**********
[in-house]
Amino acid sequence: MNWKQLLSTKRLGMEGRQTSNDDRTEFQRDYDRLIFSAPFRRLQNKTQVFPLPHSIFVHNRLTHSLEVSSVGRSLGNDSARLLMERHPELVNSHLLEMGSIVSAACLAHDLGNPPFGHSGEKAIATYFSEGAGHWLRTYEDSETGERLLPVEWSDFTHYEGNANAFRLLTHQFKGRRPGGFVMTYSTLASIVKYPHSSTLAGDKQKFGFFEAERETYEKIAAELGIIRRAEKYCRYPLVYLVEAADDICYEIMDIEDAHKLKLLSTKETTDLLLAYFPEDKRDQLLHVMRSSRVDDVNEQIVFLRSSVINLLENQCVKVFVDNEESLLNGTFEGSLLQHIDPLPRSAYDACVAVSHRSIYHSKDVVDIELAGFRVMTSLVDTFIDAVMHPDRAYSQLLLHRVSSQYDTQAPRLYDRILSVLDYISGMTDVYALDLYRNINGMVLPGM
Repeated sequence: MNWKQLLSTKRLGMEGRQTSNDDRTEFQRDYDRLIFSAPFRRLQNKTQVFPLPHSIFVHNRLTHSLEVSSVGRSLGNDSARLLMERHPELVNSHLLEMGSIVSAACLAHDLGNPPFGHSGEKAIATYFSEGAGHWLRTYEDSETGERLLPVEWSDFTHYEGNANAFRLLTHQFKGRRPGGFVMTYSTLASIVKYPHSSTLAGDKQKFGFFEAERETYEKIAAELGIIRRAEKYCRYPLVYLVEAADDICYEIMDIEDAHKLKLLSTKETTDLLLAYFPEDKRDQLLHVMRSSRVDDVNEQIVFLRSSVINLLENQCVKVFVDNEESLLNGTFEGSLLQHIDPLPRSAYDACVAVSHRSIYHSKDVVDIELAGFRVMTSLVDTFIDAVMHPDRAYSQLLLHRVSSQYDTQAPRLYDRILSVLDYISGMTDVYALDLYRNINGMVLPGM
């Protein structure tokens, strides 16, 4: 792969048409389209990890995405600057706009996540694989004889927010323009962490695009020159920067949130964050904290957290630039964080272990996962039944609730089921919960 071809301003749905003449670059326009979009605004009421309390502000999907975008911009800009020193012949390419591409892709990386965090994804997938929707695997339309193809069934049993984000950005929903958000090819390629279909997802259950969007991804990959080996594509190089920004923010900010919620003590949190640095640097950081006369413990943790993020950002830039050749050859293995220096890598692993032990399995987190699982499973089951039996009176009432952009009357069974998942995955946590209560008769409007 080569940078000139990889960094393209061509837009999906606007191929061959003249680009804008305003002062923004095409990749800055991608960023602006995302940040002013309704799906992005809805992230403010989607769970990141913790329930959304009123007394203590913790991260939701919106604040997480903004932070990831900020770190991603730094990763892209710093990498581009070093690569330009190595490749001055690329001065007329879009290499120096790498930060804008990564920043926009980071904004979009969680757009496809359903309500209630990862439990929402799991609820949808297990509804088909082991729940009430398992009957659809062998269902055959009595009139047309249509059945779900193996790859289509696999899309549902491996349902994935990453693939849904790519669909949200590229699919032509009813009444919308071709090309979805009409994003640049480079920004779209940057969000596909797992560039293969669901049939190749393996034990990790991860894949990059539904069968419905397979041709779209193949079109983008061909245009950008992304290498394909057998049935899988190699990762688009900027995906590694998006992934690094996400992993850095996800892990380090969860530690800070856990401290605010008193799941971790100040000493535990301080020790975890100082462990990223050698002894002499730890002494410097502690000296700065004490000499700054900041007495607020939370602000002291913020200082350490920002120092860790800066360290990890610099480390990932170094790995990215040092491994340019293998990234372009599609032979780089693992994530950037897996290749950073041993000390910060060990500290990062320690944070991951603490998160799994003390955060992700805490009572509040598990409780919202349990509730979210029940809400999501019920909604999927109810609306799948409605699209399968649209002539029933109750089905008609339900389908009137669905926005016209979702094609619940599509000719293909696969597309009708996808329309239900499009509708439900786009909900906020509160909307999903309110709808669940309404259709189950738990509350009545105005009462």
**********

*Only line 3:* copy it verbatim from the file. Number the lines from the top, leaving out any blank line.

Repeated sequence: MNWKQLLSTKRLGMEGRQTSNDDRTEFQRDYDRLIFSAPFRRLQNKTQVFPLPHSIFVHNRLTHSLEVSSVGRSLGNDSARLLMERHPELVNSHLLEMGSIVSAACLAHDLGNPPFGHSGEKAIATYFSEGAGHWLRTYEDSETGERLLPVEWSDFTHYEGNANAFRLLTHQFKGRRPGGFVMTYSTLASIVKYPHSSTLAGDKQKFGFFEAERETYEKIAAELGIIRRAEKYCRYPLVYLVEAADDICYEIMDIEDAHKLKLLSTKETTDLLLAYFPEDKRDQLLHVMRSSRVDDVNEQIVFLRSSVINLLENQCVKVFVDNEESLLNGTFEGSLLQHIDPLPRSAYDACVAVSHRSIYHSKDVVDIELAGFRVMTSLVDTFIDAVMHPDRAYSQLLLHRVSSQYDTQAPRLYDRILSVLDYISGMTDVYALDLYRNINGMVLPGM